Draper chose what spoke to her, what she thought would make others joyful. Her husband, Dr. Draper, was a firm believer in the beneficial physical effect of positive thinking, and Draper carried the philosophy into her work. Bright shades and prints could influence not only the ambience of a space but also the mood of those occupying it. Her conviction resonated, and her clientele grew internationally. She deinstitutionalized patient rooms at the Delnor Hospital in St. Charles, Ill., with arm chairs, ottomans and window valences in floral chintz. In the cafeteria-style restaurant in New York’s Metropolitan Museum of Art, 8-foot birdcage chandeliers and fluted columns surrounded a sculpture pool, and shocks of coral banquettes lined blackberry walls. All over the world, Draper replaced beige and sadness with wide stripes in splashy colours, lacquered furniture in striking black and white, and elaborate plaster mouldings. Eager to spread her message and style, she also wrote how-to books and a long-running column in Good Housekeeping.

The Greenbrier finally reopened in April of 1948, and it was Draper’s masterpiece. The first weekend boasted celebrities like the Duke and Duchess of Windsor, Bing Crosby and the Kennedys, but the true highlight was Draper’s design. The lobby was dressed in her signature black and white checkerboard marble floors, bright presidential-blue walls and rhododendron-print curtains. The ballroom, the social centre of the weekend, sported a hand-plastered cameo ceiling and an 1,800 pound, Czechoslovakian drop-crystal chandelier inspired by the one found in the winter palace of Catherine the Great. Even the matchbooks were lovely, a bright neon red ornamented with a rhododendron blossom. The ragged old hospital was a memory.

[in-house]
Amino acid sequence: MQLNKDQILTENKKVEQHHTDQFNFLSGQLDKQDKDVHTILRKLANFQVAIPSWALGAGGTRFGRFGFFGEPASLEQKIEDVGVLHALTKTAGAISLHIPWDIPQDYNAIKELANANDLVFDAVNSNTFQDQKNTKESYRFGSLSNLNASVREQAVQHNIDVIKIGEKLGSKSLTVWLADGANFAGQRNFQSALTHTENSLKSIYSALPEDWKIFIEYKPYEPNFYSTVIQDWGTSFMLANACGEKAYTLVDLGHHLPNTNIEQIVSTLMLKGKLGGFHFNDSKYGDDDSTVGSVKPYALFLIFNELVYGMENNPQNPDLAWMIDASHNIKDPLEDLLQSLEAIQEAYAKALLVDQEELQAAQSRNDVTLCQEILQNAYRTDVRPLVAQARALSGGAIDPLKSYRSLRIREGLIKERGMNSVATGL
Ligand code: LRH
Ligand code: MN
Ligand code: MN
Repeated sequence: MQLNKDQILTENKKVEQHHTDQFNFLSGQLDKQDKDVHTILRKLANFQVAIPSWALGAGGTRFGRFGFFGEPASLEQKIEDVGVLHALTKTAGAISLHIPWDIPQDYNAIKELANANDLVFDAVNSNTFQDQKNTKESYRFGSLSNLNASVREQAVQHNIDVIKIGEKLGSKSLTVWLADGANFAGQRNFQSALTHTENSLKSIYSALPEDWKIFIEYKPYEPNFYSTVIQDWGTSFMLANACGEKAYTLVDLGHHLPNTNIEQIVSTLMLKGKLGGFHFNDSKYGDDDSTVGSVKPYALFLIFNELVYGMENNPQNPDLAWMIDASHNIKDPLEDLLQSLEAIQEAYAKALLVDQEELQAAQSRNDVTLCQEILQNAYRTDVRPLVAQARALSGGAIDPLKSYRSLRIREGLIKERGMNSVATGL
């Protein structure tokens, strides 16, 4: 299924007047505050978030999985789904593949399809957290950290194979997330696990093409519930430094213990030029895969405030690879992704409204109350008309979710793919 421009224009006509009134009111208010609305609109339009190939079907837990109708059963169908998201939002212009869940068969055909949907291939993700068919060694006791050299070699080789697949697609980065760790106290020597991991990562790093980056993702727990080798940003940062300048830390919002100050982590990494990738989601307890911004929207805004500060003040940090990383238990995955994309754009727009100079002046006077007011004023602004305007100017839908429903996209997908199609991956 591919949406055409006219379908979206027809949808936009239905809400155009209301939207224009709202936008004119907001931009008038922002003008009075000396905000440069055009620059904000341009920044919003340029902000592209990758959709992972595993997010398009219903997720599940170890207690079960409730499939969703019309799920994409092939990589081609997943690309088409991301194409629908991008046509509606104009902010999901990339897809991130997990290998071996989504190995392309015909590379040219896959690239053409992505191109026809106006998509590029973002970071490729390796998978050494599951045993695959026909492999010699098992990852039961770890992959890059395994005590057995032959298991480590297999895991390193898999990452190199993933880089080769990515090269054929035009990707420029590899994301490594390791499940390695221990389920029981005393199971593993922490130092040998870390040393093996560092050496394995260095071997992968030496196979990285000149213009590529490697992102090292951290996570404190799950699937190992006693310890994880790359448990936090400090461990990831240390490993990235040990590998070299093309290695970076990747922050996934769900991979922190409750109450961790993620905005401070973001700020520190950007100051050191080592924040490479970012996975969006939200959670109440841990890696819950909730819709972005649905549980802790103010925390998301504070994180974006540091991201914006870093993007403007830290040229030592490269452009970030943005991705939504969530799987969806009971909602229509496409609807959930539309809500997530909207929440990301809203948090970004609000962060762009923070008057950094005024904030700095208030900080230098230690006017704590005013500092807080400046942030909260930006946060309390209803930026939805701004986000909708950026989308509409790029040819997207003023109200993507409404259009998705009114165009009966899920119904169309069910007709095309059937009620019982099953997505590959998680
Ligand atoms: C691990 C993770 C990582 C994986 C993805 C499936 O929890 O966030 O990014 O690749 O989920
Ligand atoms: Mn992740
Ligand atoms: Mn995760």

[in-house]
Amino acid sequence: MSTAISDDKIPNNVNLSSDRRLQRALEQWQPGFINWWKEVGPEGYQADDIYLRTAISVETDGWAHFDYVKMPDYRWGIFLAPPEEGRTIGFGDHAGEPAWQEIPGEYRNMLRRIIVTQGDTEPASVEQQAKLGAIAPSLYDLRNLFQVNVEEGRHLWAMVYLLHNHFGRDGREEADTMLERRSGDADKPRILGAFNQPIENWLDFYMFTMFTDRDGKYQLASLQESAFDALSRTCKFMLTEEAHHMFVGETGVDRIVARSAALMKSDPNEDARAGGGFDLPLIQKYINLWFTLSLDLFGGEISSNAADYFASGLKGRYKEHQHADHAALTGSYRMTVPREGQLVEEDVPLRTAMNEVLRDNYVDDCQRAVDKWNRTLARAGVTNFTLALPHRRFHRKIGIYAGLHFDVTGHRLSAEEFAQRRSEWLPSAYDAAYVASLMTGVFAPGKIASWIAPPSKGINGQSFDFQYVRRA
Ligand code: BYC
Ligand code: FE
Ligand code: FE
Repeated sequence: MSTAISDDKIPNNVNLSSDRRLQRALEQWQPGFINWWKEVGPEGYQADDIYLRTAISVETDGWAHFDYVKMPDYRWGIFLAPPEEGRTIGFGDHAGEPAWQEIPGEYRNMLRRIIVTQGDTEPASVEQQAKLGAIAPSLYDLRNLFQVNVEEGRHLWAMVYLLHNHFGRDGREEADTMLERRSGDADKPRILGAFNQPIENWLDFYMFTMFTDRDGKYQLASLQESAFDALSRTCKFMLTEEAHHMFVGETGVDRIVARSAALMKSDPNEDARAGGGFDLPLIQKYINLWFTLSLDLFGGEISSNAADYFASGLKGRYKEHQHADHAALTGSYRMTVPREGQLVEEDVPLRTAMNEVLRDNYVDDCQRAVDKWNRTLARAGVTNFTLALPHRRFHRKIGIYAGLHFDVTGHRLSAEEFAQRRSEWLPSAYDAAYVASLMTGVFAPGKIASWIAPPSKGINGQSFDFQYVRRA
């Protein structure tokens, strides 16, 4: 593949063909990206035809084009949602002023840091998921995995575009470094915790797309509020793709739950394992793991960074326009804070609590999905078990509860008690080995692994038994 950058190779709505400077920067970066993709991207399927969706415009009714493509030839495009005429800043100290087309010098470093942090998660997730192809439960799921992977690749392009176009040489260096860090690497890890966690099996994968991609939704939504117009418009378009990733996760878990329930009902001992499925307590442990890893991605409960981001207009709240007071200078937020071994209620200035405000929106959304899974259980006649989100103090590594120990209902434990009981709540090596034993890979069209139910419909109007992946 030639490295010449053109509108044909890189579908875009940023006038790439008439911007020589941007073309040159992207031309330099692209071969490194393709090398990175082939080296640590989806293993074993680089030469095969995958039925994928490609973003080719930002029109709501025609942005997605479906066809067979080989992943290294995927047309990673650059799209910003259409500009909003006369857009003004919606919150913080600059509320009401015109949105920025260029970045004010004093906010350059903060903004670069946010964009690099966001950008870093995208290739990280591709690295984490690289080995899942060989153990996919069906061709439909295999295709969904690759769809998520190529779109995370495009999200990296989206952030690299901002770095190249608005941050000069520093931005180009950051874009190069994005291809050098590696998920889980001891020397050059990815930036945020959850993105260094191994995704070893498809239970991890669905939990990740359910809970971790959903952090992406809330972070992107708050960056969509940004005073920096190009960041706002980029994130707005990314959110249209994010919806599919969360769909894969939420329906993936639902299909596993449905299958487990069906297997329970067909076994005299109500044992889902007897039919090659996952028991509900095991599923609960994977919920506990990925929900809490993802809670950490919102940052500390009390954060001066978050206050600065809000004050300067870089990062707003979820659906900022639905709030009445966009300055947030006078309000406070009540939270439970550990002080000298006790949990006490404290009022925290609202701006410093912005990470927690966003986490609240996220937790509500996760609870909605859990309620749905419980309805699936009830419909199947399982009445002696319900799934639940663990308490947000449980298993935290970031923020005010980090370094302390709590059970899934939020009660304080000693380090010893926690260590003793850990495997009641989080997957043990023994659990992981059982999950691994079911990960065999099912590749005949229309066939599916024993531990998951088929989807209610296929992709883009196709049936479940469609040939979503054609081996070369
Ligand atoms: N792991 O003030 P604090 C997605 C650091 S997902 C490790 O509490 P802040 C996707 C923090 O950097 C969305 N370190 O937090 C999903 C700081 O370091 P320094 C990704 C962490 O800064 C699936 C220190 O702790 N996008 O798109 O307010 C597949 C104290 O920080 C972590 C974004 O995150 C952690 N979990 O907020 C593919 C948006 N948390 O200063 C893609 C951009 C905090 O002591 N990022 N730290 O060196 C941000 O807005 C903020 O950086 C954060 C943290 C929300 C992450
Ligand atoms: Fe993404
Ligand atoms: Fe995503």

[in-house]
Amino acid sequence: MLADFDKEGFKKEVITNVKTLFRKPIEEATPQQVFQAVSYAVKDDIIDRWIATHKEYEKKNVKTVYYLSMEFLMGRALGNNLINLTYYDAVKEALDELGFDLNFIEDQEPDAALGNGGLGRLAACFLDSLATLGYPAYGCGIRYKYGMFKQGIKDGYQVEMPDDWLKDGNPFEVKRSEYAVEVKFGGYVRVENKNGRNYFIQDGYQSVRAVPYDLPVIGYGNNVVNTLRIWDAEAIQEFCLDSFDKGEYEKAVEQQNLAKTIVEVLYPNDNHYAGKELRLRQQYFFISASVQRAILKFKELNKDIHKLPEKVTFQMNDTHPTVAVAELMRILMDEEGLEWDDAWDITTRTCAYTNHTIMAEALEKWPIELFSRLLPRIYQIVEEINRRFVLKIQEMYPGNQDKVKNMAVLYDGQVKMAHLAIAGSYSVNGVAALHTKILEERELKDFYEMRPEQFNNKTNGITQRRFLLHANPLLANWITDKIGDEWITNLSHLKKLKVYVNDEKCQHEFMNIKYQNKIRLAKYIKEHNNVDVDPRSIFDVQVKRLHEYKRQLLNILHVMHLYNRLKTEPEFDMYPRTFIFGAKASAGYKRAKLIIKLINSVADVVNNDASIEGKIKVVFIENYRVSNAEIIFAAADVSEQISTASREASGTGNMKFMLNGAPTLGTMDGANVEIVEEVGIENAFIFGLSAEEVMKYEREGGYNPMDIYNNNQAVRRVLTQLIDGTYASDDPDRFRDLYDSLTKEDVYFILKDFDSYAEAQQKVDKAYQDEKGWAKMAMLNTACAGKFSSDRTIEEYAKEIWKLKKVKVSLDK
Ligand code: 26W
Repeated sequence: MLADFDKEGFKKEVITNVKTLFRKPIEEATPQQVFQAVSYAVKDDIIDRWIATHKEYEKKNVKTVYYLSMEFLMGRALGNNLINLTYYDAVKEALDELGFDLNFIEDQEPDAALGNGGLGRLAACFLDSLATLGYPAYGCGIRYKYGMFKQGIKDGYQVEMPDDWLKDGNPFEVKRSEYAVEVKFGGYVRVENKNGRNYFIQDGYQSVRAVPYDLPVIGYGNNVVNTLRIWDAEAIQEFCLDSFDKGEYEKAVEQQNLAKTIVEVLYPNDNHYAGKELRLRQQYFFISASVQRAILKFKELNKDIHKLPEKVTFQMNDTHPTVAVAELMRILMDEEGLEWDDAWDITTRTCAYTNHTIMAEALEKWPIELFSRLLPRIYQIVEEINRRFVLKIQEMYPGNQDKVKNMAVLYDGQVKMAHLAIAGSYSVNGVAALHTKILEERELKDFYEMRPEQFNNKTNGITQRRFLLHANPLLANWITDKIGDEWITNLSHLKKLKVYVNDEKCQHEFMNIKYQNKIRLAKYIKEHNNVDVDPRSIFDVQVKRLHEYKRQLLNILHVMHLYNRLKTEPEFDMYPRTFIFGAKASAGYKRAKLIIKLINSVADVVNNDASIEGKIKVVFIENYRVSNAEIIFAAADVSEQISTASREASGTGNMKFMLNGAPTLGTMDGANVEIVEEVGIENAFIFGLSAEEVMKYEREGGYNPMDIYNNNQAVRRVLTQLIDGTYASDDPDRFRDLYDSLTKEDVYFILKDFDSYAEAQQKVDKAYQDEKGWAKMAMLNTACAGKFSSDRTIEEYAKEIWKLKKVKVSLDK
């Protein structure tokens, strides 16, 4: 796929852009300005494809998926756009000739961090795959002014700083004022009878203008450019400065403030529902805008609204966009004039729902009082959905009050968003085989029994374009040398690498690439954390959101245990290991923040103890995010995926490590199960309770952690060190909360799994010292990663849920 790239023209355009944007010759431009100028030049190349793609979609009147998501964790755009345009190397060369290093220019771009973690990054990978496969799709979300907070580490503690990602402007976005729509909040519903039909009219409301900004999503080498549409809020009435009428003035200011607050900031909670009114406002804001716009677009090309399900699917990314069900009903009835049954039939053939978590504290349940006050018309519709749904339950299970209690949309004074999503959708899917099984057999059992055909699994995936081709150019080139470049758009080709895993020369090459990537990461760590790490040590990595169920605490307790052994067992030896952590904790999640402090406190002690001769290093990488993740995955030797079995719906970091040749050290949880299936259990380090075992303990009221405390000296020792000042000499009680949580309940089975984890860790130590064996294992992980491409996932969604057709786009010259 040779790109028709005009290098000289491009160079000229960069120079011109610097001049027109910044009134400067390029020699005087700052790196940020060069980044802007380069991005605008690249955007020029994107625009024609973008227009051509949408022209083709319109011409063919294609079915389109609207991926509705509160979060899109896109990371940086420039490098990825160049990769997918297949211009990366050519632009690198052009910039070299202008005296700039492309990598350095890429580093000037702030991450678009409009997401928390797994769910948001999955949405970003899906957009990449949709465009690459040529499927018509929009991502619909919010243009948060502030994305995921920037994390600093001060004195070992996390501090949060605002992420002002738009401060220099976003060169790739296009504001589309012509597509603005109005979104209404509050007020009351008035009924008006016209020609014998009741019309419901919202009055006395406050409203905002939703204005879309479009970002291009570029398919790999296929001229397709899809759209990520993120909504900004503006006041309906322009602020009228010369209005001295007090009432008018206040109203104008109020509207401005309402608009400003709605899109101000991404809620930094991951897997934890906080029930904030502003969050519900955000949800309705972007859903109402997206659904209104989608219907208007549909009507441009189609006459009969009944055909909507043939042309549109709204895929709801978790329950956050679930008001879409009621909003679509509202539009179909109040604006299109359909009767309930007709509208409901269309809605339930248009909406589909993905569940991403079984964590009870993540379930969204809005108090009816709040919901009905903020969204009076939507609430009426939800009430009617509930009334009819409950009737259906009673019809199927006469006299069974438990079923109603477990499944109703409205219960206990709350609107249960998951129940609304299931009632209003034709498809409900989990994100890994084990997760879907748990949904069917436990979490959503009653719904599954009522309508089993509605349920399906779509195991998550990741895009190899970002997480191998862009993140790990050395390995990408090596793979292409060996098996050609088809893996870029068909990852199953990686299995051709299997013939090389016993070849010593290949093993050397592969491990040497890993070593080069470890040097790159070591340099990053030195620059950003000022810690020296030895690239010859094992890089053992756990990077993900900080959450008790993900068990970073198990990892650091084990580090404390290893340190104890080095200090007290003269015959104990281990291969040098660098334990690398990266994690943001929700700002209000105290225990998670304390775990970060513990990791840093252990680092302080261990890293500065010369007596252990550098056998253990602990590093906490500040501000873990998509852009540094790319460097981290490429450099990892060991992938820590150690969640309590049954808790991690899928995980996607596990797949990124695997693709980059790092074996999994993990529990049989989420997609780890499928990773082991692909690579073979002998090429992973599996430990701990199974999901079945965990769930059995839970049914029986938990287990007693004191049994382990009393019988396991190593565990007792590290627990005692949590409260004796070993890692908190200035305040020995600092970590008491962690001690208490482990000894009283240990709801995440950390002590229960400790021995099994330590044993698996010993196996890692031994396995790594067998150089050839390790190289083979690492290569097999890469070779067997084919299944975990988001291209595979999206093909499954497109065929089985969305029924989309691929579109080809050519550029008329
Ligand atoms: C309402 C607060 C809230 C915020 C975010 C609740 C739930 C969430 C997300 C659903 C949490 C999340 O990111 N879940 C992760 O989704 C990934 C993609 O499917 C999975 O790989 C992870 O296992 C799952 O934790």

Draper once said, “You don’t sell a commodity. You sell joy, gaiety, excitement. You aim at people’s hearts, not their minds.” It’s clear that today, reeling from the pandemic, we are leaning toward interior design that aims at our hearts. Carlton Varney, president of Dorothy Draper & Company and author of a deluxe edition of “The Draper Touch” (Shannongrove Press, June 29), has been enlivening homes and resorts for 62 years. “Across the board we have seen an increase in people seeking more colour and pattern in their homes, fully embracing our interiors,” said Mr. Varney, who believes as Draper did, that colour doesn’t just transform our walls, it is a form of magic.

Dorothy’s Edicts

Three tips from Draper’s 1939 book, ‘Decorating is Fun!’

1. Before You Begin. Gather the samples of every colour you intend using in your room…first and ask yourself whether you would wear them all in one costume. If you wouldn’t, don’t ask your room to do it either.

2. Choose What You Like. [Don’t] be afraid of a colour combination because you think it is too extreme or hifalutin. It probably isn’t at all. And it won’t cost a
cent more than a dull one.

3. Be Open-Minded. Muddy-coloured walls are nothing but a blight. So are undecided colours that compromise between…two blues until they become neither sea, sky nor good old cornflower. There should never be any doubt about what your colour has to say.

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The Lipstick Index Is Back

Sales of the cosmetic product are a bright spot in an otherwise bleak discretionary-goods environment